So many features of the social-web rely on the idea of an ‘always on’ or interconnected set of experiences. Location data, check-ins, running commentaries on social media, and ‘smart’ data is all dependent on making things universally accessible and always providing what is needed when it’s needed.
The monolithic power of a service like Facebook is only so successful because it is ubiquitous. Having Facebook locked to a single proprietary ‘Facebook’ device would fragment users at a device level in addition to divisions at the level of the platform or ecosystem they’re tapping into. Fragmentation and interoperability are already among the chief problems online, and dividing already fractured user-bases ultimately benefits nobody.
Device agnostic platforms–such as Amazon’s Kindle reading application–demonstrate not only the value of cross-platform interoperability, but the amazing potential for apps that transcend the narrow boundaries of single-function devices. Amazon realised earlier than most that tying content to their platform–rather than a device–not only extended their potential user-base, but retained that user-base despite their migrations to the newest technologies and gadgets. These users could confidently build their content libraries through Amazon without feeling ‘locked-in’ or trapped by a certain hardware provider. Furthermore, Amazon intelligently leveraged the multi-function nature of many of the devices that Kindle content appears on to create experiences that exceed the capabilities of any device on its own. Amazon’s Audible recorded audio-books synchronise seamlessly with progress in the text of an eBook, and regardless of which device you have with you be it an Android phone, an iPad, or a Amazon eReader your reading progress will always be matched by the Kindle app across platforms and media formats. Allowing users to freely move between listening to an audiobook during their commute to a dedicated reading devices at home provides the sort of everyday, user-focused experience that separates the merely functional devices from those that make our hearts sing.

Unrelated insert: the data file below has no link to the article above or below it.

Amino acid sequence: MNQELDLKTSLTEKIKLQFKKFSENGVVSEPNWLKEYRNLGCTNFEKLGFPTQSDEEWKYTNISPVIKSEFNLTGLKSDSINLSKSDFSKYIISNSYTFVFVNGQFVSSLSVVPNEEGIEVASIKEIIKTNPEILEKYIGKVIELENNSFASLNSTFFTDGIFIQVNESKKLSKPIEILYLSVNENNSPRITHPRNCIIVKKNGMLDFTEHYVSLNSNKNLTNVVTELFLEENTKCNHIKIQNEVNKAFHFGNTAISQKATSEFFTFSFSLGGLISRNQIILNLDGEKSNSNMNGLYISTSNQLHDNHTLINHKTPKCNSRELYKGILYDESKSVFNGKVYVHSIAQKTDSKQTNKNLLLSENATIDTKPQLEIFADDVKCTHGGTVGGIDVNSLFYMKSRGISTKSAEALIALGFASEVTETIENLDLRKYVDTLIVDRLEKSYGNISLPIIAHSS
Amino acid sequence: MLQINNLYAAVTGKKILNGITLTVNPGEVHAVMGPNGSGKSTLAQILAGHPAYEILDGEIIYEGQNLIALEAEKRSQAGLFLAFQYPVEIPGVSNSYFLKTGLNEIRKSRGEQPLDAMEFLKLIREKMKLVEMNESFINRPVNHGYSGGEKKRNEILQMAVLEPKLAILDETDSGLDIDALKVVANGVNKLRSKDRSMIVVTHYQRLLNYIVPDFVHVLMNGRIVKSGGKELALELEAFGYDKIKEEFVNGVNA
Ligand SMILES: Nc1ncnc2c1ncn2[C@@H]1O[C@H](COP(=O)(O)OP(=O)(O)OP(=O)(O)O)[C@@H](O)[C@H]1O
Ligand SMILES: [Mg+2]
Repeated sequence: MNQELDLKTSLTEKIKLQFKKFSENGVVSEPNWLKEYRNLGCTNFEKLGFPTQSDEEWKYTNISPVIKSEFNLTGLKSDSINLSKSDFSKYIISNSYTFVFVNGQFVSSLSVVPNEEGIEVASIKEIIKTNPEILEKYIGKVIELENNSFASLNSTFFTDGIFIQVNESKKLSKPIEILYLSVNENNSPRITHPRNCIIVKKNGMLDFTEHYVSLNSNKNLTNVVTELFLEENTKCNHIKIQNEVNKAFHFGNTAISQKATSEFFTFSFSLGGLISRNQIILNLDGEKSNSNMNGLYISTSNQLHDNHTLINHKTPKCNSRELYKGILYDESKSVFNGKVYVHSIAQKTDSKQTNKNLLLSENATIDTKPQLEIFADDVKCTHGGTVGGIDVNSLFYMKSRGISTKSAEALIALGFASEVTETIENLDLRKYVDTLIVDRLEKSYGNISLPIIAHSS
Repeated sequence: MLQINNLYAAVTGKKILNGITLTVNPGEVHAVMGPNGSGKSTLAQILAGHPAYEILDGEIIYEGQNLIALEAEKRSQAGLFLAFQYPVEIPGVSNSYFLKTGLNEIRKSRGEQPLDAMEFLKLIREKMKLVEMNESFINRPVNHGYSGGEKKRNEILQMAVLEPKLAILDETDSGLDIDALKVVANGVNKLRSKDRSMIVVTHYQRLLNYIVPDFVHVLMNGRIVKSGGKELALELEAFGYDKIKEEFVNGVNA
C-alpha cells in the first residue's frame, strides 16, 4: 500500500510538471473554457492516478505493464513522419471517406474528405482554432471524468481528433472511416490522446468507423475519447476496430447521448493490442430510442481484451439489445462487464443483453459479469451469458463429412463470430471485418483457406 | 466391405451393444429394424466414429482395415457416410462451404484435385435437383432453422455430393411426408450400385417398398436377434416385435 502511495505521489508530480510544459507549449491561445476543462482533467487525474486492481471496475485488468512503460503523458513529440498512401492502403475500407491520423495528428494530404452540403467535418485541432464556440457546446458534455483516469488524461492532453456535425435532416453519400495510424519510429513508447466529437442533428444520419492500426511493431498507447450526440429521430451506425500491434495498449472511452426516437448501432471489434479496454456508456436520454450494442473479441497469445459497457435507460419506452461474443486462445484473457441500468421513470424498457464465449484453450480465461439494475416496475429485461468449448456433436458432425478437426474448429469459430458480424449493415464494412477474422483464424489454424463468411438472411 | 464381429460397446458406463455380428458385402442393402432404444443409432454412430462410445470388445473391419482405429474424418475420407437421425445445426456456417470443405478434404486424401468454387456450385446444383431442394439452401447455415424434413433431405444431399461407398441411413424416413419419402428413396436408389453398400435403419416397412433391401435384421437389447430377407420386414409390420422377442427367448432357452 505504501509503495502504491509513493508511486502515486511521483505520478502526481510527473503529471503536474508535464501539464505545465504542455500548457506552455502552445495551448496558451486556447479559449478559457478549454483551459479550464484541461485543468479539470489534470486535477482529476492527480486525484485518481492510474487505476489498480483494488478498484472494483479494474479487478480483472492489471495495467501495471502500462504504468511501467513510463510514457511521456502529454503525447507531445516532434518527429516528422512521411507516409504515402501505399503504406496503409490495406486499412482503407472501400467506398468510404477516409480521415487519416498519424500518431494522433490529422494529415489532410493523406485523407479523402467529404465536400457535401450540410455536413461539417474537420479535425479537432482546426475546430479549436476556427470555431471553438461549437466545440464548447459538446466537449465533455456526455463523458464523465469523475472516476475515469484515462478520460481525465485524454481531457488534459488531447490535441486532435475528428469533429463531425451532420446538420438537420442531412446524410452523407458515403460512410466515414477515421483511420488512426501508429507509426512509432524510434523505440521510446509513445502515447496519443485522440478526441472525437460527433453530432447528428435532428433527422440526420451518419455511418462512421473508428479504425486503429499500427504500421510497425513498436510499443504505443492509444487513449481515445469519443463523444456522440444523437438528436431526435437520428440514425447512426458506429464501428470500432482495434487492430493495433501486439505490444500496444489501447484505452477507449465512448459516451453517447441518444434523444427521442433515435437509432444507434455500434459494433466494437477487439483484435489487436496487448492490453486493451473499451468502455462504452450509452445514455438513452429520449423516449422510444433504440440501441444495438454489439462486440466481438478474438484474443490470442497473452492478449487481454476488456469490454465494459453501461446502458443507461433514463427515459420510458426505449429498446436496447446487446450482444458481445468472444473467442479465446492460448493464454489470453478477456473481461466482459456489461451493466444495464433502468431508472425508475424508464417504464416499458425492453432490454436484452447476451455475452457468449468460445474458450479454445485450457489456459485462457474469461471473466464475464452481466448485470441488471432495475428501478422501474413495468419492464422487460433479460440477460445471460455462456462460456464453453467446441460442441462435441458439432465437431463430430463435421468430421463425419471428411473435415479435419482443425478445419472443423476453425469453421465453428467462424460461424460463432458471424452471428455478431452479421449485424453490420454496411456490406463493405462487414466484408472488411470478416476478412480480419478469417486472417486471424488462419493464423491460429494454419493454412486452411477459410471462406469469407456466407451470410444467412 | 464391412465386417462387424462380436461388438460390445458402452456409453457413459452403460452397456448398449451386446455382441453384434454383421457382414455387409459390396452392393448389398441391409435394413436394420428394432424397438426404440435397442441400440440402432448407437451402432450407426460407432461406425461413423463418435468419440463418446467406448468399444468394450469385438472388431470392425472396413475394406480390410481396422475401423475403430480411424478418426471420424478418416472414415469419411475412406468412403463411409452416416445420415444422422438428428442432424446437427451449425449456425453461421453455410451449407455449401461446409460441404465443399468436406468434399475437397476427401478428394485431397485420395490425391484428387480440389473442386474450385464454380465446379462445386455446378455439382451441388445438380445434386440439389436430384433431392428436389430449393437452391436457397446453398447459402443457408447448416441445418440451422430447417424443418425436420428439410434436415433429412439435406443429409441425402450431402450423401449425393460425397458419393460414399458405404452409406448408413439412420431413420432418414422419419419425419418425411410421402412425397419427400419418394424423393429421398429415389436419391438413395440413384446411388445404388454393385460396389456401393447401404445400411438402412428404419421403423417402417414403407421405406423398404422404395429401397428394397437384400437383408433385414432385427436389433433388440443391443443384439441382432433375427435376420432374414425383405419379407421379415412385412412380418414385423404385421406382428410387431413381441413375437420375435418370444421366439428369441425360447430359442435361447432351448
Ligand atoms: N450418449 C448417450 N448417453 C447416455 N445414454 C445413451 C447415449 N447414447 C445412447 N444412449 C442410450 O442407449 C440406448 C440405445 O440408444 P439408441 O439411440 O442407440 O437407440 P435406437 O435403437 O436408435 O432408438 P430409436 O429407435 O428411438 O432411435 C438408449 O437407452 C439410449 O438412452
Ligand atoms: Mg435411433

There’s plenty of scope to see how this sort of interoperability is truly transformative. So long as portable content adheres to some sort of extensible, flexible standard that can be interpreted and parsed by a variety of devices, any number of asymmetrical interactions could be possible.
As the ubiquity of smart devices grows, creating mature workflows for harmonising content between devices permits not just portability, but enables hitherto unimaginable levels of potential that we are only just scratching the surface of.